After several months, the inner side of the groove wears down and the patella is free to move out of the groove or luxate. This can be quite painful when this happens and the dog may have difficulty putting weight on the leg. After a while, some dogs learn to kick the leg and push the patella back in place. However, because the groove is gone, the patella can easily move out of place again. Some dogs can tolerate this problem for a while, but the joint may become arthritic and painful.

Can a luxating patella be fixed?

A surgery called, “Medial Luxating Patella Repair”, can be performed.

There are three steps to the surgery:

  1. The point where the patella ligament is attached is moved and surgically fixed to its proper location.
  2. The groove where the patella sits is deepened so the patella will stay in place.
  3. The capsule around the knee joint is tightened.

It is important to have this surgery performed before arthritis occurs in the joint. If there is no arthritis, the dog should regain full use of its leg. If there is arthritis in the joint already, the joint can still be painful, especially in the cold weather.

View an automated slideshow of a luxating patella surgery below (coming soon).

Are there breeds that are predisposed to this condition?

The University of Sydney’s “Listing of Inherited Disorders in Animals” (LIDA) names the following breeds as being predisposed to this condition:-Cranial Cruciate Disease

  • Affenpinscher
  • American cocker spaniel
  • Australian silky terrier
  • Basset hound
  • Bichon frise
  • Border terrier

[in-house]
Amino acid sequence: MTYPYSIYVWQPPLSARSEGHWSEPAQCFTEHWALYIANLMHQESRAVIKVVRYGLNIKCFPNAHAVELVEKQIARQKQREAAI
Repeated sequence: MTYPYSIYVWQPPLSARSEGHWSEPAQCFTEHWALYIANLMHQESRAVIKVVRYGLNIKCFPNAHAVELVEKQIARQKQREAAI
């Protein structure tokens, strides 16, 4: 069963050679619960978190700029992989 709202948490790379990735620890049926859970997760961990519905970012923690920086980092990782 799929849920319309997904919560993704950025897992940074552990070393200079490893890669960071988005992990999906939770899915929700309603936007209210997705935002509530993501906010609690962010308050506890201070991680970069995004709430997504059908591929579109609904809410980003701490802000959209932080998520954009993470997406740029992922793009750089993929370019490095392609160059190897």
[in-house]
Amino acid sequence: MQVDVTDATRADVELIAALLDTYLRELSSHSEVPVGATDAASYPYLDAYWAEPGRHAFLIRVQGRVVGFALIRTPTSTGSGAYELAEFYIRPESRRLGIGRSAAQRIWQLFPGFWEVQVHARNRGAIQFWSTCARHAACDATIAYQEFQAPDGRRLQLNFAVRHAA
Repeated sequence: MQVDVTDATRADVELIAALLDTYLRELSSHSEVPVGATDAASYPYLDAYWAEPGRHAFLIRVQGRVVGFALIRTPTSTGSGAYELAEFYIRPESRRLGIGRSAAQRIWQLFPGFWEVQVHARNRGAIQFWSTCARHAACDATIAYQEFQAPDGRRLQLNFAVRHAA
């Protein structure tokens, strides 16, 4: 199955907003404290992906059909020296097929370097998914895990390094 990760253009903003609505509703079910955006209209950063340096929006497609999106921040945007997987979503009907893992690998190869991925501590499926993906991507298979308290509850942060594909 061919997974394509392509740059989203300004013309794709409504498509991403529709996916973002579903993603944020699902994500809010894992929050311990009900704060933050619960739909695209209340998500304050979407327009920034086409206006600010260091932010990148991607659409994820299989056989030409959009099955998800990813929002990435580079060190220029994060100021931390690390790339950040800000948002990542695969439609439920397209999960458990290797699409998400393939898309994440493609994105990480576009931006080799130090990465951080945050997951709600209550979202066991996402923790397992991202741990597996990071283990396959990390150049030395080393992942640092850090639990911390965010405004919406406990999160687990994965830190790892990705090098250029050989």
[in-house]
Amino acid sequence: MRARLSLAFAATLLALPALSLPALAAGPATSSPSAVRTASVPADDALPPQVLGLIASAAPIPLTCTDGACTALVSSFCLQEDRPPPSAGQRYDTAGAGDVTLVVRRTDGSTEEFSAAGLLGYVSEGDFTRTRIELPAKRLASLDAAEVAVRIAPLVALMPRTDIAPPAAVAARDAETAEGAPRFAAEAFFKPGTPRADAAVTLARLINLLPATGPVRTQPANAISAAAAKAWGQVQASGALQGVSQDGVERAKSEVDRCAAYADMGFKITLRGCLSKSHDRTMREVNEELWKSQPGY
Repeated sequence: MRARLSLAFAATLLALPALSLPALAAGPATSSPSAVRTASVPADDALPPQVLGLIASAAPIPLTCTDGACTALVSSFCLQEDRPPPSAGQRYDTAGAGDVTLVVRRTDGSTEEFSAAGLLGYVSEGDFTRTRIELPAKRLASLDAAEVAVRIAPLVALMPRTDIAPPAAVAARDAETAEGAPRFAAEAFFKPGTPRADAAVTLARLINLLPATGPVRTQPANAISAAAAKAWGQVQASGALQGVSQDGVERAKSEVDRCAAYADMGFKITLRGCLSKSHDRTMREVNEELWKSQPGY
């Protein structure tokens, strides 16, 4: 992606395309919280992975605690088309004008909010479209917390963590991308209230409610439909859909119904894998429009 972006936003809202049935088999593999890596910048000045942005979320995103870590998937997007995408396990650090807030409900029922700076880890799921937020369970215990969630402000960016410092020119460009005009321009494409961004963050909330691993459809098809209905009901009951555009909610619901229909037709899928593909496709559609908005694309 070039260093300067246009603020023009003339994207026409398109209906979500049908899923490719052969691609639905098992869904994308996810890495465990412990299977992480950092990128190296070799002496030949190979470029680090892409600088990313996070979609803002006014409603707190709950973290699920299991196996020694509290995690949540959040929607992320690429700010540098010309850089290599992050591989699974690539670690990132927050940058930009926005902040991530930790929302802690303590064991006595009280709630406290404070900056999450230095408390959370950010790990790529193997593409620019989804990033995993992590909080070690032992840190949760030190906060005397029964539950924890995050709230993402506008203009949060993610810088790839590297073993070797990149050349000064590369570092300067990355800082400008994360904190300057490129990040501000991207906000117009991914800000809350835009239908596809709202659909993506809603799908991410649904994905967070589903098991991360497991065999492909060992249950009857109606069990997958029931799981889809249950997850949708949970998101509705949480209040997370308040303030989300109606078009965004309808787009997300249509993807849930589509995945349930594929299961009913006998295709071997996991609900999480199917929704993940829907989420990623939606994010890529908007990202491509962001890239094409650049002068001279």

• Boston terrier
  • Cavalier King Charles spaniel
  • Chihuahua
  • Dandie Dinmont terrier
  • English springer spaniel
  • Griffon Bruxellois
  • King Charles spaniel
  • Lhasa Apso
  • Maltese
  • Papillon
  • Pomeranian
  • Poodle (Miniature)
  • Poodle (Toy)
  • Pug
  • Shar Pei
  • Yorkshire terrier

How do you know if your pet has a luxating patella?

This condition is usually noticed in dogs less than two years of age. Signs range from mild to severe, and include temporary or occasional lameness possibly accompanied by a ‘hopping’ motion. Eventually the dog may hold the leg permanently off the ground. If both legs are affected, the dog may adopt a crouched gait and posture, appear bow legged and may even walk on the forelegs with the hind legs completely off the ground.

Prolapsed Third Eyelid Gland Dog Surgery

Canine Eyelid Diseases


Cranial Eyelid Disease

Entropion is a rolling-in of the eyelid. This causes the hair on the surface of the eyelid to rub on the eyeball, which is both painful and often causes corneal ulcers or erosions. The corneal damage can also result in corneal scarring, which can interfere with vision. Usually the dog will squint and tear excessively. However, many flat-faced dogs with medial entropion (involving the inside corner of the eyes) show no obvious signs of discomfort.